Last week, Anthony Albanese’s Australian Labor Party ended nine years of conservative rule of the Liberal-National coalition. Coalition prime minister Scott Morrison lost 17 seats in the 150-strong House of Representatives, and with it his majority.
This is the latest of many victories for left-of-centre parties unseating right-wing incumbents. From Joe Biden’s win in the US, to Olaf Scholz’s in Germany, the global wins seem to be in the favour of progressives.
Of course, Australia is not the same as the UK, and any lessons should be taken with a pinch of salt. Demographics, issues, and most notably the voting system were all different, but in many ways the similarities between Australian and British politics are notable, as detailed in a previous article.
So, what should progressives learn from these elections?
No one wants culture wars
Right-wing politicians around the world have been keen to stoke artificial cultural divisions in recent years, most notably trying to incite a moral panic over trans rights.
This strategy failed spectacularly in Australia. Before the election, Morrison championed a religious discrimination bill, advocated for by those on the religious right, which would have allowed for religious schools to exclude transgender children based on their identity. When Liberal MPs crossed the floor to pass an amendment to protect trans kids, Morrison withdrew the bill.
During the race itself, Morrison repeatedly stood by openly transphobic candidate Katherine Deves, who referred to gender affirming surgery as “mutilation”, and who compared anti-trans activism to standing up against the Holocaust.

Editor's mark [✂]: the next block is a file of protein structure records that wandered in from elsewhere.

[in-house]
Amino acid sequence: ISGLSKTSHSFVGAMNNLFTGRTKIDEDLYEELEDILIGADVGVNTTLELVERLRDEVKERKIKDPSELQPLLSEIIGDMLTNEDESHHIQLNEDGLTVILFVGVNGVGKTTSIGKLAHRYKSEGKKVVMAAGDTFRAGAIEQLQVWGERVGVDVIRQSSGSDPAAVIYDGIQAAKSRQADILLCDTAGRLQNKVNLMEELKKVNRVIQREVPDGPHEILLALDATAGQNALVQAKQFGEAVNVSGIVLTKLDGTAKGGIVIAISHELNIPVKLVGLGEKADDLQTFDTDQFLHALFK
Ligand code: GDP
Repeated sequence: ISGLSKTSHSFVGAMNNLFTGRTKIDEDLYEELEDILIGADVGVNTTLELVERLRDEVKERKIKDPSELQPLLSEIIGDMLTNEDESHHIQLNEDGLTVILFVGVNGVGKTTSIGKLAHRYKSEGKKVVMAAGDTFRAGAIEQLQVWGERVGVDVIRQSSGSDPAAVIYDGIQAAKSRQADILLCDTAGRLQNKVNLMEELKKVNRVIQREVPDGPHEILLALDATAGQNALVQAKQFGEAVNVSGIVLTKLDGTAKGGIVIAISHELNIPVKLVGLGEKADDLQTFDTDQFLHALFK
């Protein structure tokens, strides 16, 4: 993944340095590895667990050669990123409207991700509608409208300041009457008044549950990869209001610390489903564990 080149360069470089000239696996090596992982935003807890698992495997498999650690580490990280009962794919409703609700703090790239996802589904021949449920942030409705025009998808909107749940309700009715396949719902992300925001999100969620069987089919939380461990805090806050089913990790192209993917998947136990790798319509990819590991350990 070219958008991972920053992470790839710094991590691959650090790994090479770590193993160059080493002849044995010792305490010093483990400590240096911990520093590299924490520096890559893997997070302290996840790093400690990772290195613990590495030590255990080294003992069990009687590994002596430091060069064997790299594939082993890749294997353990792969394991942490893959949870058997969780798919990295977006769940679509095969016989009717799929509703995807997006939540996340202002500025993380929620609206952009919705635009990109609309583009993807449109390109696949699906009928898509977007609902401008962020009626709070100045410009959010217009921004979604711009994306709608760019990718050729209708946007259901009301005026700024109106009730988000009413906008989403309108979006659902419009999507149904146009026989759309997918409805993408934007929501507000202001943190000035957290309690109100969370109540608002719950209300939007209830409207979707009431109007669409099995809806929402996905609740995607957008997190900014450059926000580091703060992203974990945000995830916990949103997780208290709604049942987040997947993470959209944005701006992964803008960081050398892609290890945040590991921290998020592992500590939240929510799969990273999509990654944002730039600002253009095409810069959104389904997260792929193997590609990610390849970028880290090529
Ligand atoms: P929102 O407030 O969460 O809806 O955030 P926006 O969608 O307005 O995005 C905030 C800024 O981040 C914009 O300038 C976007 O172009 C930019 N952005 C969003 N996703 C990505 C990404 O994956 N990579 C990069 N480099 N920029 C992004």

At the election, Deves herself was rebuked, and failed to take the Warringah seat held by an independent candidate, with the 6 percent swing against her much larger than the national swing against the coalition. Simon Birmingham, the Liberals’ leader in the Senate, has already hit out at Morrison’s decision to back Deves, suggesting that her disrepute had a “contagion effect” on other candidates.
This election shows just how unpopular these culture wars are, in a country which legalised same sex marriage six years after the UK. While Conservative ministers here stoke division over trans rights and racial justice, and while Labour ties itself in knots trying to avoid this perceived third rail, it is worth questioning whether the UK is actually more open-minded than its culture warriors might have us believe.
Climate change and standards in public life on the agenda
Already, the 2022 election is being touted as Australia’s ‘climate change election’. After years of bushfires, floods, and droughts, the coalition in favour of decisive climate action finally outstripped the entrenched interests of Australia’s coalfired economy. Not only did Australia’s Green Party gain seats, but the combination of Labor and the Greens, seen by most as natural governing partners, won more seats in the Senate than the Coalition.